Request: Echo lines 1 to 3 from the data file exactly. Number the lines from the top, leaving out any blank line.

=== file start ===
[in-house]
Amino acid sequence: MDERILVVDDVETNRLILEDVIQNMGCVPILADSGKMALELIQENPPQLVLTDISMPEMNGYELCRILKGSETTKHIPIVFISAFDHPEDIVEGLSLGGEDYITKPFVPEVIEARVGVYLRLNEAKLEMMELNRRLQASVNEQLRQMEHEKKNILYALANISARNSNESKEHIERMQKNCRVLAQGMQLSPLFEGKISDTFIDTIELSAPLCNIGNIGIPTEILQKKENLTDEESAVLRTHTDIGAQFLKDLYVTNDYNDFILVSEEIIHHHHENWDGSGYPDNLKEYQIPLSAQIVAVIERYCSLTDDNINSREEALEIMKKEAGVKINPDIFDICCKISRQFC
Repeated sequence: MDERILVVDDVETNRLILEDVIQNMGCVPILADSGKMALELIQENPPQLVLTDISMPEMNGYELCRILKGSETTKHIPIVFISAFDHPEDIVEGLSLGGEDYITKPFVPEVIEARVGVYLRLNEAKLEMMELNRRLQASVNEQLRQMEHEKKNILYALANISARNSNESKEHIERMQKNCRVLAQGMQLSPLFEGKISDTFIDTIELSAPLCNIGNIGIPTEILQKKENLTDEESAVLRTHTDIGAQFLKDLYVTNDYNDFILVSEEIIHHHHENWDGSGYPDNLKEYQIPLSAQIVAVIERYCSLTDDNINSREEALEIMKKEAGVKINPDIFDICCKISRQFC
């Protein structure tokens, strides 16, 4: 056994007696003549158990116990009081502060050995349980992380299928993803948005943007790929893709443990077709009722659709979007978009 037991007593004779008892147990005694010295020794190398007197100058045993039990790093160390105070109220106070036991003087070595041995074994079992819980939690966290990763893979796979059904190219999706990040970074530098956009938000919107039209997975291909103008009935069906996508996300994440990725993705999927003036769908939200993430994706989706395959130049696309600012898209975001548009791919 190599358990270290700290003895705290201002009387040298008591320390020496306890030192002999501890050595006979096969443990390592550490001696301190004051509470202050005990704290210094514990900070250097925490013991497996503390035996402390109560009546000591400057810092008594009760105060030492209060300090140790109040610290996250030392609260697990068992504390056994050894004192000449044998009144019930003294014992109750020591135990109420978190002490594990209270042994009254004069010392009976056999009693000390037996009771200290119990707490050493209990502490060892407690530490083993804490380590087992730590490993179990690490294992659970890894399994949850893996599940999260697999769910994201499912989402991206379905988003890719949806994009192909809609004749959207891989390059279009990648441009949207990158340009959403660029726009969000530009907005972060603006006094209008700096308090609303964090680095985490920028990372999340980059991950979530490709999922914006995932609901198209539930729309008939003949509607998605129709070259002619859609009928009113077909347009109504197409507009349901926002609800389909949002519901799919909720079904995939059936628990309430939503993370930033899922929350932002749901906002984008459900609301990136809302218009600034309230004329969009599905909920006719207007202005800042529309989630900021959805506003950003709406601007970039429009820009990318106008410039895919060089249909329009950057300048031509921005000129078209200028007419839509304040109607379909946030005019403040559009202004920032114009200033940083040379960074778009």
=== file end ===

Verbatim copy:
[in-house]
Amino acid sequence: MDERILVVDDVETNRLILEDVIQNMGCVPILADSGKMALELIQENPPQLVLTDISMPEMNGYELCRILKGSETTKHIPIVFISAFDHPEDIVEGLSLGGEDYITKPFVPEVIEARVGVYLRLNEAKLEMMELNRRLQASVNEQLRQMEHEKKNILYALANISARNSNESKEHIERMQKNCRVLAQGMQLSPLFEGKISDTFIDTIELSAPLCNIGNIGIPTEILQKKENLTDEESAVLRTHTDIGAQFLKDLYVTNDYNDFILVSEEIIHHHHENWDGSGYPDNLKEYQIPLSAQIVAVIERYCSLTDDNINSREEALEIMKKEAGVKINPDIFDICCKISRQFC
Repeated sequence: MDERILVVDDVETNRLILEDVIQNMGCVPILADSGKMALELIQENPPQLVLTDISMPEMNGYELCRILKGSETTKHIPIVFISAFDHPEDIVEGLSLGGEDYITKPFVPEVIEARVGVYLRLNEAKLEMMELNRRLQASVNEQLRQMEHEKKNILYALANISARNSNESKEHIERMQKNCRVLAQGMQLSPLFEGKISDTFIDTIELSAPLCNIGNIGIPTEILQKKENLTDEESAVLRTHTDIGAQFLKDLYVTNDYNDFILVSEEIIHHHHENWDGSGYPDNLKEYQIPLSAQIVAVIERYCSLTDDNINSREEALEIMKKEAGVKINPDIFDICCKISRQFC